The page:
Like I mentioned earlier, it does not directly affect damage. So, no matter how long the timescale, you do not necessarily get to beat your way out of a prison cell with your fist. But, come to think of it, it does sort of work for prison escapes. It's an insanely difficult task, so you have to accumulate a lot of bonuses over an ever-increasing timeframe in order to have a chance of pulling it off (okay, I'll use the "1 year turn" bonus to finish the escape tunnel...").

Quote
Could you have a situation where opponents are operating at different mods/round durations, reflecting differing tactical positions?

Probably not. Having two groups running at different scales doesn't work if they are going to interact. I think what you would have to do is say that one group reinforcing another forces the time scale back to the shortest time scale of the two groups.

And remember, while I use combat as the main example, any “tension” situation could use it. You're trying to pick a lock before a guard walks by, trying to gain info at a social function, etc.

Greg


Title: Re: Keeping combat from dragging
Post by: Hereward The Wake on February 11, 2009, 09:02:32 AM
It seems that this idea would work in a situation like WWII combat where units woul doften get bogged down after an initial push by the attackers, but that is more a warganing situation, I can't imagine a situation where inndividuals would want to get stuck like this, and has been mentioned you would need some way of resetting the time scale to "1" again. It loks as though its something that would be situation/context specific in other situations it would not work at all.
Best
JW


Title: Re: Keeping combat from dragging
Post by: Bert on February 11, 2009, 02:55:12 PM
For some reason the penny didn't drop that you were out to sim the action movie genre rather than a particular interpretation of 'reality'. Doh!

Okay, with round durations ramping up and mods following suit, you get an increase in game pace. You can do more in a round, and you're more likely to achieve a successful attack. However, the only thing you can do more of is move – is that right? If you don’t get an increasing number of actions, which would slow things down again and defeat the whole object of ramping, would you want to sim the effect?

What about compound actions or turning multiple actions into multiple action types? Say you have a  player describing what their character is going to try and do in a round.

“I’m going to pop up and spray fire up at the shooters on the bridge while running through the wreckage to that pickup truck. Then I’m going to try and jump on the back, take a bead on the guy fiddling with the rocket launcher at the bottom of the access ladder for a second, and see if I can pop a three round burst into his centre of mass.”

The player makes one roll for their combat actions and divides the result up the result (damage or whatever) between the two combat actions, spraying fire at the guys on the bridge and trying to gun down the guy with the rocket launcher. Maybe they would need to use a second action (action type) if they've got one on running through wreckage and jumping on the pickup truck and divide results there too.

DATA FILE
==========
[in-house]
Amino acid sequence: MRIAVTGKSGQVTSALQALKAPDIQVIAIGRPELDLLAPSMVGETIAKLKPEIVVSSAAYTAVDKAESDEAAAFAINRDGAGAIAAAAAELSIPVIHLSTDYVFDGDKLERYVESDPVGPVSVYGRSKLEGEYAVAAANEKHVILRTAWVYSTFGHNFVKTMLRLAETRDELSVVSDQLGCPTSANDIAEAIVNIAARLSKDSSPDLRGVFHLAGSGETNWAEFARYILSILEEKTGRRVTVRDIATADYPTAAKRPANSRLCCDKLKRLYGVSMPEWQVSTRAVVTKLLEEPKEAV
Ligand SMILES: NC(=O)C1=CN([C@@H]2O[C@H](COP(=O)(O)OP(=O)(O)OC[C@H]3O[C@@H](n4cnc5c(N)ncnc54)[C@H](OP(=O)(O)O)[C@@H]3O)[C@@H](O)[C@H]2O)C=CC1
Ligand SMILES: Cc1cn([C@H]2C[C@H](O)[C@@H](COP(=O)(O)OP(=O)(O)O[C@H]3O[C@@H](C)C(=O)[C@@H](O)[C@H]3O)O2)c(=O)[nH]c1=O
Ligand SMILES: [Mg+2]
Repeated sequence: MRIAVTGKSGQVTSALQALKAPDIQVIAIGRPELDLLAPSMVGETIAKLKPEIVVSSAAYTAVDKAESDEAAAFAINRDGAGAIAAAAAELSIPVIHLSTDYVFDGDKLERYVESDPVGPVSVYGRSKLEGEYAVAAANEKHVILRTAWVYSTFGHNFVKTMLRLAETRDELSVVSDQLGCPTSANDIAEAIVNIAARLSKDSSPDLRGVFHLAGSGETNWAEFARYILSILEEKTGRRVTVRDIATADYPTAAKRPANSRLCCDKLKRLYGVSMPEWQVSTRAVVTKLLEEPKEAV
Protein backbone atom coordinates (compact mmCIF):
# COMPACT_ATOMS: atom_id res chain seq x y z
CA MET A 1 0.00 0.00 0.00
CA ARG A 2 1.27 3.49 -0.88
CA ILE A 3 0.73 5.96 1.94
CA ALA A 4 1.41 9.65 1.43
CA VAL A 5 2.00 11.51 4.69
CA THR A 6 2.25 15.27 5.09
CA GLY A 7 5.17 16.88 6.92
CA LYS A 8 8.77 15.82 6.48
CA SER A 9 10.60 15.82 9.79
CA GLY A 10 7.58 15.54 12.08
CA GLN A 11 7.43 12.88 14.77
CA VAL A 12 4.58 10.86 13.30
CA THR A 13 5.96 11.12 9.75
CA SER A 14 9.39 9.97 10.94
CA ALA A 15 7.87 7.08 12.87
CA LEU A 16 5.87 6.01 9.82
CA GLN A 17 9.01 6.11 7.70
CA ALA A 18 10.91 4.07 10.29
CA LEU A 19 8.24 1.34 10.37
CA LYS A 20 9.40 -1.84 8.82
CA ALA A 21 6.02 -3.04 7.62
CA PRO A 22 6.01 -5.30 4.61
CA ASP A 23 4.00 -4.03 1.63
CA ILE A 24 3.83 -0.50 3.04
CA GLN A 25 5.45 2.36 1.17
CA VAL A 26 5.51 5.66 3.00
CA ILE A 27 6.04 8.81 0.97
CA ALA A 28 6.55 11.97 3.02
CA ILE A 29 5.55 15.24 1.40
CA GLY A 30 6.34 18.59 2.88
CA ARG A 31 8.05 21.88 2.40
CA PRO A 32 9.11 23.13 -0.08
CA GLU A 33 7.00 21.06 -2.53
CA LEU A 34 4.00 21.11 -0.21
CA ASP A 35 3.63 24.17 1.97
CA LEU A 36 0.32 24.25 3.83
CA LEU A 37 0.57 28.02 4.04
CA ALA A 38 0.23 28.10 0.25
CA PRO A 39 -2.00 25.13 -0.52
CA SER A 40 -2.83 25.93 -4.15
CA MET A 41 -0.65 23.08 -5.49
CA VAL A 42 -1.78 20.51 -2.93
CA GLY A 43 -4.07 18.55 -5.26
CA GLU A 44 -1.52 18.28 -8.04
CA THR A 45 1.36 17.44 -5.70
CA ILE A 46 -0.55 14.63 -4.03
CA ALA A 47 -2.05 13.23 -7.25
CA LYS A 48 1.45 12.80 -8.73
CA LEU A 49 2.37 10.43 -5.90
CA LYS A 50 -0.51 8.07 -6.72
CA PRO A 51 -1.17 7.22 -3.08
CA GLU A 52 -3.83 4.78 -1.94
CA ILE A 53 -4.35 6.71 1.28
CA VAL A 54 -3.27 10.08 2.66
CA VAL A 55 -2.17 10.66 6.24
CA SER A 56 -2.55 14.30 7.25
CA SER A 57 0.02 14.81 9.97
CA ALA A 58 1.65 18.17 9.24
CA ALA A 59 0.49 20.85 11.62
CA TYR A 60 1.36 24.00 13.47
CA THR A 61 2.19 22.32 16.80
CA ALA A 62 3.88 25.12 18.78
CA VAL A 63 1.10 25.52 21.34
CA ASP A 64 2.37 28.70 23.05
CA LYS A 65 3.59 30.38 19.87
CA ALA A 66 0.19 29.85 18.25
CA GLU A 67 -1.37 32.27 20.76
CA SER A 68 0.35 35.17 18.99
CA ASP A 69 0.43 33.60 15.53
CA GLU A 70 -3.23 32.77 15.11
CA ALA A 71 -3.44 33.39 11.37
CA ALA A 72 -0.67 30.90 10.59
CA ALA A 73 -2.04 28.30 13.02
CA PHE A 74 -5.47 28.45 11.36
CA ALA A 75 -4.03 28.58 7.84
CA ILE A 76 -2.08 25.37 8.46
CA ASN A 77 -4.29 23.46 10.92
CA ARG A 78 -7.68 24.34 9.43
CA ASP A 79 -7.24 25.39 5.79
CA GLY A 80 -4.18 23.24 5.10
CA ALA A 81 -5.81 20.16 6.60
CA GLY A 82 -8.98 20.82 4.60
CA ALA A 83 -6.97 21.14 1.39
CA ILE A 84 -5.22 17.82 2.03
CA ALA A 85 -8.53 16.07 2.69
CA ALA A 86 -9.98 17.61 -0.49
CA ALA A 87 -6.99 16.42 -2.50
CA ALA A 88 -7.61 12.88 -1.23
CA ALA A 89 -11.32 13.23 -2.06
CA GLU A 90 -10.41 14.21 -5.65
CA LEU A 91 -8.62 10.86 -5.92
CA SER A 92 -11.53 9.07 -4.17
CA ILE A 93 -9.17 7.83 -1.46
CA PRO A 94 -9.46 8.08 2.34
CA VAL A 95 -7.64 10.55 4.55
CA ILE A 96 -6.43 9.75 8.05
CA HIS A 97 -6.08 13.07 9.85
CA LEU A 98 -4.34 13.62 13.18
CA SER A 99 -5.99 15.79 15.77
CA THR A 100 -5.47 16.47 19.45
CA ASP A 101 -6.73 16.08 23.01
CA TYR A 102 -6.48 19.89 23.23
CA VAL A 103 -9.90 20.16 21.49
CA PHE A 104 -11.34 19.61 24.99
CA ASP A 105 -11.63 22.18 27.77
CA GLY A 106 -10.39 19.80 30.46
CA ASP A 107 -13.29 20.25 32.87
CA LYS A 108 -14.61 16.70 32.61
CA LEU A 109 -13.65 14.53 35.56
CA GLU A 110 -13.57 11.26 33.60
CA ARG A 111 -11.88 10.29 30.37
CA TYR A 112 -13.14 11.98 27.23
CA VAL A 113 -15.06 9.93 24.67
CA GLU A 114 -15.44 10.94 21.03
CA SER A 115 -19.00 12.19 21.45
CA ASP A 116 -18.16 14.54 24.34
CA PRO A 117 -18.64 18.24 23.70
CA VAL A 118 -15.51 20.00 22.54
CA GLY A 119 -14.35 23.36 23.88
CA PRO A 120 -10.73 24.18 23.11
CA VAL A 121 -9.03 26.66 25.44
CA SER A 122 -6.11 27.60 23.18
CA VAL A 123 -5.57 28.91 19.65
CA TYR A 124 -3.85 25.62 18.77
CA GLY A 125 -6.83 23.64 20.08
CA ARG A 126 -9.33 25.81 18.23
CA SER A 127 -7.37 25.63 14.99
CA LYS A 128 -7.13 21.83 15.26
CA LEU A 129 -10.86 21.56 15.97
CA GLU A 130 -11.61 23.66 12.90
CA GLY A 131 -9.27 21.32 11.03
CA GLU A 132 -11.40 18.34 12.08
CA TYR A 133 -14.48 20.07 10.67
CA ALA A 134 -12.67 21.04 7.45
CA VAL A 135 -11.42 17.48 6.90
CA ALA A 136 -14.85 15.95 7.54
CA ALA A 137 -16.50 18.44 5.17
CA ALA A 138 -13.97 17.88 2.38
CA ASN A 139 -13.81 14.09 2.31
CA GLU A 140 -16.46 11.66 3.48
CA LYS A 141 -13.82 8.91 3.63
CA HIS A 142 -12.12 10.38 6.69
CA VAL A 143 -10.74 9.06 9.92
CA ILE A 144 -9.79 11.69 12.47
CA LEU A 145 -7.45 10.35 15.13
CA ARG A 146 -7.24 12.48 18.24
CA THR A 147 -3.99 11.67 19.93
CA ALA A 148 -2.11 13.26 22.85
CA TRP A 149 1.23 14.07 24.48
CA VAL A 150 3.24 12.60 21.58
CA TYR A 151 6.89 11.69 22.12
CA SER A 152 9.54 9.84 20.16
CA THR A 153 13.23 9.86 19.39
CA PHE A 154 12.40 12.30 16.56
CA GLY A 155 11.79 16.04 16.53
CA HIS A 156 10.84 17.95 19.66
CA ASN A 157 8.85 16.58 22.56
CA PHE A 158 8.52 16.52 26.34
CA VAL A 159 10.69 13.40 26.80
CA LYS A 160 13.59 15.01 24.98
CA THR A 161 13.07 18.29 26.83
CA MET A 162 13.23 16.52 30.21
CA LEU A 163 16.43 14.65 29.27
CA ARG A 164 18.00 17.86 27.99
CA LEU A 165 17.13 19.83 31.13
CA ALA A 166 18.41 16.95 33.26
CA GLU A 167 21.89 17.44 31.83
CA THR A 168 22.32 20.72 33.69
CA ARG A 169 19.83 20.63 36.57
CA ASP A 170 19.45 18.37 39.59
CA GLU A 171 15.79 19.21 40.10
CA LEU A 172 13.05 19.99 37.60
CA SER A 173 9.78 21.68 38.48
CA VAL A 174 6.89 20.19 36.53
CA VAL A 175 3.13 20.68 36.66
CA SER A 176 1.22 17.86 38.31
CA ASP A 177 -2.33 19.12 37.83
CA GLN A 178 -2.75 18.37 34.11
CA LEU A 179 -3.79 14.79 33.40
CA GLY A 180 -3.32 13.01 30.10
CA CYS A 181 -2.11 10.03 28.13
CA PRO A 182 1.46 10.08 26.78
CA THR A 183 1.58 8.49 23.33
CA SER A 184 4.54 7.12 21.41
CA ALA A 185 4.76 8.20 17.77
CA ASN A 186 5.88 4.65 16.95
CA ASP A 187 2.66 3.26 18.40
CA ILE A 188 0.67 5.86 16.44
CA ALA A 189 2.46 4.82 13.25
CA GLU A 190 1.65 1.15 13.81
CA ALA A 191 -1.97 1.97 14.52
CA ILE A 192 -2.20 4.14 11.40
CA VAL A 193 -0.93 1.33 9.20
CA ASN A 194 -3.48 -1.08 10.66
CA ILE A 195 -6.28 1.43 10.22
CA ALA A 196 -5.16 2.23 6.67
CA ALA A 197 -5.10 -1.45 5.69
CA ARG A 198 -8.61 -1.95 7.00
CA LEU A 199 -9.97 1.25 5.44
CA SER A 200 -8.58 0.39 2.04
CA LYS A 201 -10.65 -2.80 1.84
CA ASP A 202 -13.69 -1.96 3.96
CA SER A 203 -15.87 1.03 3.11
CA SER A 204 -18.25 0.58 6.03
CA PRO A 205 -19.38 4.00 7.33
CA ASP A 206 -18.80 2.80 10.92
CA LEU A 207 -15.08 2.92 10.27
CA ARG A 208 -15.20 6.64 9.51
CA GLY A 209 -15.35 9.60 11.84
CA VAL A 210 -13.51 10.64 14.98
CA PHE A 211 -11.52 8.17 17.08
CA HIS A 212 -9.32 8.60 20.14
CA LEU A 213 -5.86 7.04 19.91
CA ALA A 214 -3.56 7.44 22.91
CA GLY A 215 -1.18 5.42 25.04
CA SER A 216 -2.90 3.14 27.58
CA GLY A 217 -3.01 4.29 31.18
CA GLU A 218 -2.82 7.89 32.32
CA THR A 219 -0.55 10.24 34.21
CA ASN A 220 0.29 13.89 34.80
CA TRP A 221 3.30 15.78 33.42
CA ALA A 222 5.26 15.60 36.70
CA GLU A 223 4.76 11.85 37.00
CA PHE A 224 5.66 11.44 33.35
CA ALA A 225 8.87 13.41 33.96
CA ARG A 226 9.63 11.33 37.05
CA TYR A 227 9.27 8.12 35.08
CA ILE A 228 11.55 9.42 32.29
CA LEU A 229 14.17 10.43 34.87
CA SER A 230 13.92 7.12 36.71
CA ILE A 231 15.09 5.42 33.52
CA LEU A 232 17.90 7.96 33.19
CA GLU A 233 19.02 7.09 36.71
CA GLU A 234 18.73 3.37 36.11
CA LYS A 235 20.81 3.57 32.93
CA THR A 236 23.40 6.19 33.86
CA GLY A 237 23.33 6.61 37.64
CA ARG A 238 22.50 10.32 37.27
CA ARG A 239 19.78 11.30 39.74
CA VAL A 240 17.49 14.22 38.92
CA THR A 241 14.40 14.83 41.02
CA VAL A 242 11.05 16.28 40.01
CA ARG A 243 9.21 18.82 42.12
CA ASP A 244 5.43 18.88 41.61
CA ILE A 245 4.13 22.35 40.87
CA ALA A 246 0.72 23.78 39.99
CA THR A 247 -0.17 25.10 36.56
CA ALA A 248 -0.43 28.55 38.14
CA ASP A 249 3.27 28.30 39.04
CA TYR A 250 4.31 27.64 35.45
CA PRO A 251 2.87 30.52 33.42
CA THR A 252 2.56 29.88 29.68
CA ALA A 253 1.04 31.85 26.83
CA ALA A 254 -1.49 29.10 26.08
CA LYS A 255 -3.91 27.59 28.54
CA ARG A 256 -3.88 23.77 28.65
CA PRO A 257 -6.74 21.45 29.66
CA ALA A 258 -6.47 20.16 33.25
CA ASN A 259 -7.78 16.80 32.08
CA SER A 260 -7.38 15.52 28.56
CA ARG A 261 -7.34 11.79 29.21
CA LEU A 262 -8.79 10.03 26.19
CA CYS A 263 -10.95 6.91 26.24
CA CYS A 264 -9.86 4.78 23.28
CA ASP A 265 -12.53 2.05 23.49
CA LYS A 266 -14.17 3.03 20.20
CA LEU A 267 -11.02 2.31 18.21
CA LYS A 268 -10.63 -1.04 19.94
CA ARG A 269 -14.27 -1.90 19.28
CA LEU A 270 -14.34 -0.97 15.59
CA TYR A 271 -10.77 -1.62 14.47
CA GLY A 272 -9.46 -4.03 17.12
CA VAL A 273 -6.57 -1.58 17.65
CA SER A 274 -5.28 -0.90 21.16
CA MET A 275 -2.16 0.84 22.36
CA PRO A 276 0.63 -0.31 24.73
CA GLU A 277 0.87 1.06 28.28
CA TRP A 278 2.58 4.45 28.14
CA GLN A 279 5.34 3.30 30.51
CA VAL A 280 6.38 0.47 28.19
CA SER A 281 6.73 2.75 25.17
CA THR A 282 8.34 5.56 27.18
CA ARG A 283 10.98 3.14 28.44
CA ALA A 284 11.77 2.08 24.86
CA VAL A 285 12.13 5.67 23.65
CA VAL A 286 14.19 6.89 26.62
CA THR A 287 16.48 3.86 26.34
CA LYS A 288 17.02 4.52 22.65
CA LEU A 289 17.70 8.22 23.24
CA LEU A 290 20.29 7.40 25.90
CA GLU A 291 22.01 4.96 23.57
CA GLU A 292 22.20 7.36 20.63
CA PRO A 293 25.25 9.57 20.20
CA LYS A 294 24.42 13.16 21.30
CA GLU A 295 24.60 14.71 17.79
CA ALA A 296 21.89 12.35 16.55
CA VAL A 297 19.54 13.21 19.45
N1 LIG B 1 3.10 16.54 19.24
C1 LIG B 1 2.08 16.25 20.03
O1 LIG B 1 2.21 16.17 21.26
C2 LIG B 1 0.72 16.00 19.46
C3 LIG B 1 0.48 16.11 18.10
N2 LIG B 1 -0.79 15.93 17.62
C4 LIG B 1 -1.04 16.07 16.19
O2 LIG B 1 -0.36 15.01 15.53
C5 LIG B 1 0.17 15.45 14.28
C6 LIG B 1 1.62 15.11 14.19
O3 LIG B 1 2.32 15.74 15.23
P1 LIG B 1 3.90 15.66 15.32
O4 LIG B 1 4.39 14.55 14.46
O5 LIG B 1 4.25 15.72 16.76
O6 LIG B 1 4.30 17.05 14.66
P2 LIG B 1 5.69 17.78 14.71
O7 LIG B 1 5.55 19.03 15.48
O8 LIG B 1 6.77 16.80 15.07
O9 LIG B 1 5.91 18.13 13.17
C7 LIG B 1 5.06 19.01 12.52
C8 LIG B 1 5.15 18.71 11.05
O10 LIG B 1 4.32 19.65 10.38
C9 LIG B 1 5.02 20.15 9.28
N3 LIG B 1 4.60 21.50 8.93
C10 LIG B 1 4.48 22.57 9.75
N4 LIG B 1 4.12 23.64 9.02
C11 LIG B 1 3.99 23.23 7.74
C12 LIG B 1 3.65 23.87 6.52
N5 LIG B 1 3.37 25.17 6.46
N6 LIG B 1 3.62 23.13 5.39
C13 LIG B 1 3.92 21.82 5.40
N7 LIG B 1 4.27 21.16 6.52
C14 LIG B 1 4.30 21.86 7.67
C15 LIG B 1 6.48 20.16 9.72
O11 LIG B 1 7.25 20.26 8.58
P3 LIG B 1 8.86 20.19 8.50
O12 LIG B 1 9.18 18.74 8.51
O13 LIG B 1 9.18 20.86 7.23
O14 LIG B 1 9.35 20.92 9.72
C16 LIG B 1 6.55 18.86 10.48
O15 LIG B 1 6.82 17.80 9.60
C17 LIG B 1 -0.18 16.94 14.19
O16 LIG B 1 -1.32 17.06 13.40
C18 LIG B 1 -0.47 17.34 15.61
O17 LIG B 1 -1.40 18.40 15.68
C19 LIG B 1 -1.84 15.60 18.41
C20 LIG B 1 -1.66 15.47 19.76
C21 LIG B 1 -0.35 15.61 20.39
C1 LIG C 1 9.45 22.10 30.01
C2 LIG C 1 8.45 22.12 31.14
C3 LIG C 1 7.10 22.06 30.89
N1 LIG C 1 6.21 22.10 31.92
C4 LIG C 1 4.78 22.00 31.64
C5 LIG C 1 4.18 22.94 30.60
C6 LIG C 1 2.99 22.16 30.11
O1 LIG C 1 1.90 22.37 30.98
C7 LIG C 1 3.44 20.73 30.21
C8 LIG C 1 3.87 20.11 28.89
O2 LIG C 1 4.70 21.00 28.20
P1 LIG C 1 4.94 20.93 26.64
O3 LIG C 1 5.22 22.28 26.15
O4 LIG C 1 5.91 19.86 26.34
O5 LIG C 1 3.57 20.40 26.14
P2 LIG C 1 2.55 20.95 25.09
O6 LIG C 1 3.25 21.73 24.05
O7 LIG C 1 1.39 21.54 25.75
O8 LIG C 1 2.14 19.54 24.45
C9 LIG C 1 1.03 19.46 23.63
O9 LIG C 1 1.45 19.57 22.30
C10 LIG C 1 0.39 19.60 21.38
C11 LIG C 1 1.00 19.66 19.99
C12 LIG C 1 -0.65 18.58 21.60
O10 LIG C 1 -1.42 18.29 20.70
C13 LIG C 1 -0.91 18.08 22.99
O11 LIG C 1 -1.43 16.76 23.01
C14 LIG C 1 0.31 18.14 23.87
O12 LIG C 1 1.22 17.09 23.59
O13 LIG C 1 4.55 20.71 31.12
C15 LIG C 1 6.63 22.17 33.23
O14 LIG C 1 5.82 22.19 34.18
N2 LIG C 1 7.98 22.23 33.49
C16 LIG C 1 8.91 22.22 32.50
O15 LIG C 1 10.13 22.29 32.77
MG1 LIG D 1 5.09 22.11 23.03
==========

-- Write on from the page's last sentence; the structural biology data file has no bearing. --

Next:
Could that work out?

Bert


Title: Re: Keeping combat from dragging
Post by: btrc on February 12, 2009, 07:25:35 AM
Quote
What about compound actions or turning multiple actions into multiple action types? Say you have a  player describing what their character is going to try and do in a round.

If you can end up doing too many things that require die rolls in a "round", then you won't be speeding things up any. I think that people will be limited to one combat action, one movement action, though these can be increasingly complex in scope, they should thematically be a single "task" that can resolve with a single die roll. So, you could do the "run to truck, open the door, climb in and start it" as one action, or "shoot a bunch of zombies" as one action. The latter however, would take a penalty. Instead of using the expanded time scale modifier to guarantee a "kill", you are spreading out your effort. If you succeed at your single "shoot a bunch of zombies" roll, you take down a bunch of zombies, but if you fail, you merely wing a bunch of them without removing any from the fight.

This is one of those things where I'll have to quantify the rules and test it out. Right now it is all theoretical. I don't know of any system that actually does this. Right now I'm just getting feedback to see if it had any obvious "dead in water" flaws. It doesn't seem to, so I'll probably codify it and see how well it works in my pet rpg system (EABA).

Greg


Title: Re: Keeping combat from dragging
Post by: Chronologist on February 12, 2009, 08:35:38 AM
I really like the idea of each round being twice as long as the previous, up to a point. 1 sec, 2, 4, 8, 16, 32, 64, 128, 256, 512... round ten or so is going to take 8 and a half minutes. How about the time frames are 5 sec, 10 sec, 15 sec, 30 sec, 1 min, 2 min, 4 min, and thereafter in increments of 5 minutes (5, 10, 15, 20, 25 etc.). That way time really speeds up, but not to the point where the 15th round is going to be four and a half HOURS long. Short term, your current system works, but if for any reason combat drags out, then it slows down considerably.

Granting bonuses to move and attack seem alright, though it does force players to be agressive, since you can't "weather the storm", so to speak. I'm not a big fan of forcing players' actions. I think that if the bonus/minus was 1, not each round, that it would give players more time to figure out their action plan, or at least let them stay defensive for a little longer.

Chronology